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Director of Marketing and Events Karl Uri tours the Sun Valley Culinary Institute in Ketchum on Feb. 11. It will launch its culinary school program in the fall, teaching 10-12 students.

The Sun Valley Culinary Institute will soon be opening its doors to the public, hosting “enthusiast cooking classes,” serving as a venue for events and gatherings and providing a world-class culinary school for 10-12 students annually.

Located in Ketchum on the corner of Main and Second streets, at the former Cornerstone Bar & Grill, the institute will begin accepting applications for the culinary program tomorrow, Feb. 15, and classes are scheduled to commence Sept. 29, according to Dean of Curriculum and chef Chris Koetke.

In an interview with the Idaho Mountain Express this week, Koetke talked about the journey that led him to Ketchum, and his philosophy on teaching the art of cooking.

“We’re forming human lives,” Koetke said.

Originally from Chicago, Koetke has traveled the world teaching cooking techniques and skills. He began cooking at a restaurant when he was just 14, and soon began taking cooking classes to fine-tune his talents. Since then, he’s become a celebrity chef, earning accolades from many kitchens he worked in, and became executive director of Kendall College School of Culinary Arts in Chicago. In 2010, he was awarded the inaugural Chefs Collaborative Pathfinder Award for his work in making sustainability mainstream both within food service operations and education.

Curriculum for the institute will be two-fold, teaching hard skills necessary to be a successful cook or chef in any kitchen and soft skills such as working in a team environment, attention to detail and urgency in completing tasks, which Koetke called the key to long-term success in a kitchen. Through the unique program structure at the institute, all those skills will be put to the test after the first two months of schooling.

The year-long program will be structured in a two-four, two-four structure, with the first two months in the school’s kitchen, followed by four months in a paid internship at a local restaurant in the valley, then repeated for more education and more hands-on paid work experience in a new kitchen. The courses focus on developing a “strong, foundational set of tools,” Koetke said.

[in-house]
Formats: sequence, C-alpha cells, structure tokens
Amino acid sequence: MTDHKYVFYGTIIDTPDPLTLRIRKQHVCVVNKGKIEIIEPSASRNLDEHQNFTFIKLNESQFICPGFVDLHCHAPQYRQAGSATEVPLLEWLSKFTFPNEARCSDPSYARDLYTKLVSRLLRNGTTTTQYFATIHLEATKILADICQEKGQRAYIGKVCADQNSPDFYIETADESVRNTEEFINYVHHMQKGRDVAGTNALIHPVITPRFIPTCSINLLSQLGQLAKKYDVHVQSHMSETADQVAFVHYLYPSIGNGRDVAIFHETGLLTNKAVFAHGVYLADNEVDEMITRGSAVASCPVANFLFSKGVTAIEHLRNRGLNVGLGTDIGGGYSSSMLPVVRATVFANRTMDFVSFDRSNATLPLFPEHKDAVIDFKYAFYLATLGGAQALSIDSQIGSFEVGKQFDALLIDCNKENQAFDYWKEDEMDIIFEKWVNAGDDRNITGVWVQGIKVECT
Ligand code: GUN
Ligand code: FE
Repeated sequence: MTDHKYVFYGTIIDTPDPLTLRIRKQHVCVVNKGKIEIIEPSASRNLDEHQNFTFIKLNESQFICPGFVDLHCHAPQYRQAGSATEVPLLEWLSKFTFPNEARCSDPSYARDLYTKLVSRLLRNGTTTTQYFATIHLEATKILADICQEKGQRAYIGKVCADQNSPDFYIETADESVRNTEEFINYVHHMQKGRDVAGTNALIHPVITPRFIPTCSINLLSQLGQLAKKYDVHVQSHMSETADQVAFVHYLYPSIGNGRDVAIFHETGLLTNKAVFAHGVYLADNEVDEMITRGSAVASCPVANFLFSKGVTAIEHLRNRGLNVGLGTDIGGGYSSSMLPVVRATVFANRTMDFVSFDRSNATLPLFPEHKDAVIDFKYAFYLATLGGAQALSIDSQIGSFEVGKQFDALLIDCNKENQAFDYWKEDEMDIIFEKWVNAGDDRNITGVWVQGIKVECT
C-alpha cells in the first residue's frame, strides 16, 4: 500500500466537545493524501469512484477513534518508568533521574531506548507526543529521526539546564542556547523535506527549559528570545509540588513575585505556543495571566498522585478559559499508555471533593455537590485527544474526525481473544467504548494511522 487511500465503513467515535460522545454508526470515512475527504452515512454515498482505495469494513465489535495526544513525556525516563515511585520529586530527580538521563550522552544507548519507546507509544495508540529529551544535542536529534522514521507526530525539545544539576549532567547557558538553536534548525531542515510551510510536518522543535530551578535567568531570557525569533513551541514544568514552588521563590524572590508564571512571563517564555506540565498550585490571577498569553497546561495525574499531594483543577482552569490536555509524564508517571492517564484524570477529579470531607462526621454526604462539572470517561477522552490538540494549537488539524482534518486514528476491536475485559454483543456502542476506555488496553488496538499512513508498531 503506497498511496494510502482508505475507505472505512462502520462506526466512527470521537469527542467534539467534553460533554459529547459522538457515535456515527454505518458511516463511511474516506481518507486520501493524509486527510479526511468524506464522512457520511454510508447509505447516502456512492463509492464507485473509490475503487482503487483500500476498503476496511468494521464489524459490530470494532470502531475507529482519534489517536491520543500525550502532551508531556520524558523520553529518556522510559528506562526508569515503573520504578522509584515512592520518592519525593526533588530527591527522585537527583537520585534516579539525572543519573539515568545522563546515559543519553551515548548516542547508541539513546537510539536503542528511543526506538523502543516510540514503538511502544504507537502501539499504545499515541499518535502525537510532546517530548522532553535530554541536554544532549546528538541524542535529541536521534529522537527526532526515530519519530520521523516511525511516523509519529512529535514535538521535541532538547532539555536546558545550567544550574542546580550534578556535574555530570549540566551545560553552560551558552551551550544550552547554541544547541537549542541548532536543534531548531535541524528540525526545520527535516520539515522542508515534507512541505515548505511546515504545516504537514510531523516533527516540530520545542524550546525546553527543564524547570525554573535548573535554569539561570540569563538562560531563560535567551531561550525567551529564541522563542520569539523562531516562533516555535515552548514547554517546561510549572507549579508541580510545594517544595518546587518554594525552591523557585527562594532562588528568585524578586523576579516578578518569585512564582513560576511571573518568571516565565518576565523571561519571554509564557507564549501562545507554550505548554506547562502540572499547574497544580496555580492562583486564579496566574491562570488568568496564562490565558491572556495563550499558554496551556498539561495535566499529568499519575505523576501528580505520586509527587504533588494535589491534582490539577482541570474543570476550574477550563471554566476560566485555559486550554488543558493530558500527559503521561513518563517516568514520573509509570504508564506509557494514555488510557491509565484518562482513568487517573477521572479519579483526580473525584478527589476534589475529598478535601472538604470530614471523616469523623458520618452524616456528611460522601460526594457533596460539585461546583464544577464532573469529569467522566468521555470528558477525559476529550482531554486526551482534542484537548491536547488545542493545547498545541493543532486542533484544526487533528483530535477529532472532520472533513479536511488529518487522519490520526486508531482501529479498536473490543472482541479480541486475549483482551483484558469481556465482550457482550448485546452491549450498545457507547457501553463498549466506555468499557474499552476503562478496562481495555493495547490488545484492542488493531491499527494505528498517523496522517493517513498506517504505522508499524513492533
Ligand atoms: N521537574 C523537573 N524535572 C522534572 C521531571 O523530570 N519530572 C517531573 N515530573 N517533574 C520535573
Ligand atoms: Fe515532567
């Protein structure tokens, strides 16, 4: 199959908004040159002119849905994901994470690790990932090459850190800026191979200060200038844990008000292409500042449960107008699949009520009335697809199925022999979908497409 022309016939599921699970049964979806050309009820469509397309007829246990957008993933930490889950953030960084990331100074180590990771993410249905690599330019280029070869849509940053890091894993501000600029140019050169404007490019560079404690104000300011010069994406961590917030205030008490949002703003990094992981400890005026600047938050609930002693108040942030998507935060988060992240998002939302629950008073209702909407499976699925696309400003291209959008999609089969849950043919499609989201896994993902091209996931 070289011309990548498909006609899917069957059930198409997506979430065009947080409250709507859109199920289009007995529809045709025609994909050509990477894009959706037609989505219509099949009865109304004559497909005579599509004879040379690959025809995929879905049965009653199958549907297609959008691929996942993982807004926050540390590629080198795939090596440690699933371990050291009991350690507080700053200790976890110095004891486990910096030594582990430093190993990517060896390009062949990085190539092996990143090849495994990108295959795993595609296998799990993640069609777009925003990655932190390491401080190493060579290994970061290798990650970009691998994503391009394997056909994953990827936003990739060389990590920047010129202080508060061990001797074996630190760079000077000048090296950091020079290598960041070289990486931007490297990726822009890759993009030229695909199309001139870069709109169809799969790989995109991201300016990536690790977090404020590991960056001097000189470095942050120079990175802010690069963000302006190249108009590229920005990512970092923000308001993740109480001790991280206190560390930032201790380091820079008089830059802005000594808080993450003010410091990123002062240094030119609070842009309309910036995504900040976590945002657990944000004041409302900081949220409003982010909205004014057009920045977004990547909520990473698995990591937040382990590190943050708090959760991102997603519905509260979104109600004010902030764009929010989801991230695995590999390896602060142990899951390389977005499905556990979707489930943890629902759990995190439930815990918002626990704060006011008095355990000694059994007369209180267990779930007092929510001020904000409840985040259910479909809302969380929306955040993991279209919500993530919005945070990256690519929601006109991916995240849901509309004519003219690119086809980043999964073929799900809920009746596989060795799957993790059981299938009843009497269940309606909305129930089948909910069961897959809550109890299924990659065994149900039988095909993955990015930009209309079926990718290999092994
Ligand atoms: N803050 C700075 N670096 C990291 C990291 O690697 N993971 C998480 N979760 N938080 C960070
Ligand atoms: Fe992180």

And since the institute is not accredited, Koetke said, it will have more flexibility to only teach culinary curriculum, and no additional fluff.

Though some future students might be locals, those coming from across the U.S. will have some housing options supported by the institute, including dorms at Sun Valley and rooms at the Lift Tower Lodge. Some financial assistant may also be available for students who can’t afford the tuition and full cost of the program, $12,500. Koetke is hopeful that with the opportunity of scholarships along with the paid internships throughout the year-long program, no student will have to be turned away for lack of funds. And following the year-long program, “you’ll be able to go anywhere,” Koetke said.

The program is open to students just graduating from high school, or those who may have been out of school for a while but have experience working in kitchens and want to expand their knowledge and skills to advance their career. Most importantly, Koetke said, the institute is looking for people “truly dedicated to this industry.”

But the schooling is only one piece of what makes the Culinary Institute a future icon. To begin with, Koetke said, the location is beloved and iconic in and of itself.

“The bones of this place are still 1880,” he said.

The Cornerstone Bar & Grill closed in 2017, but the history of the building dates back to 1884 when it was built. Since its creation, the building has housed a general merchandise store and a grocery store, and may have been used as the offices for the Ketchum Keystone, the town’s first newspaper, according to the building register.

Because of its historic status on the National Register of Historic Places, the building can’t be altered significantly. While the interior has been remodeled, given new flooring and light fixtures along with new appliances and countertops, the feeling of the building’s history remains.

Koetke hopes the space will also be an avenue to connect the community through enthusiast cooking classes and engagement with the culinary students. Part of the students’ curriculum will include creating lunches for themselves, their peers and members of the public, adding an “additional layer of stress” and giving future chefs the opportunity to engage with “real people.”

Locals can expect a soft opening of the culinary institute at the end of March. Enthusiast cooking classes will start at $75. For more information on the cooking classes, or the culinary institute, visit sunvalleyculinary.org.

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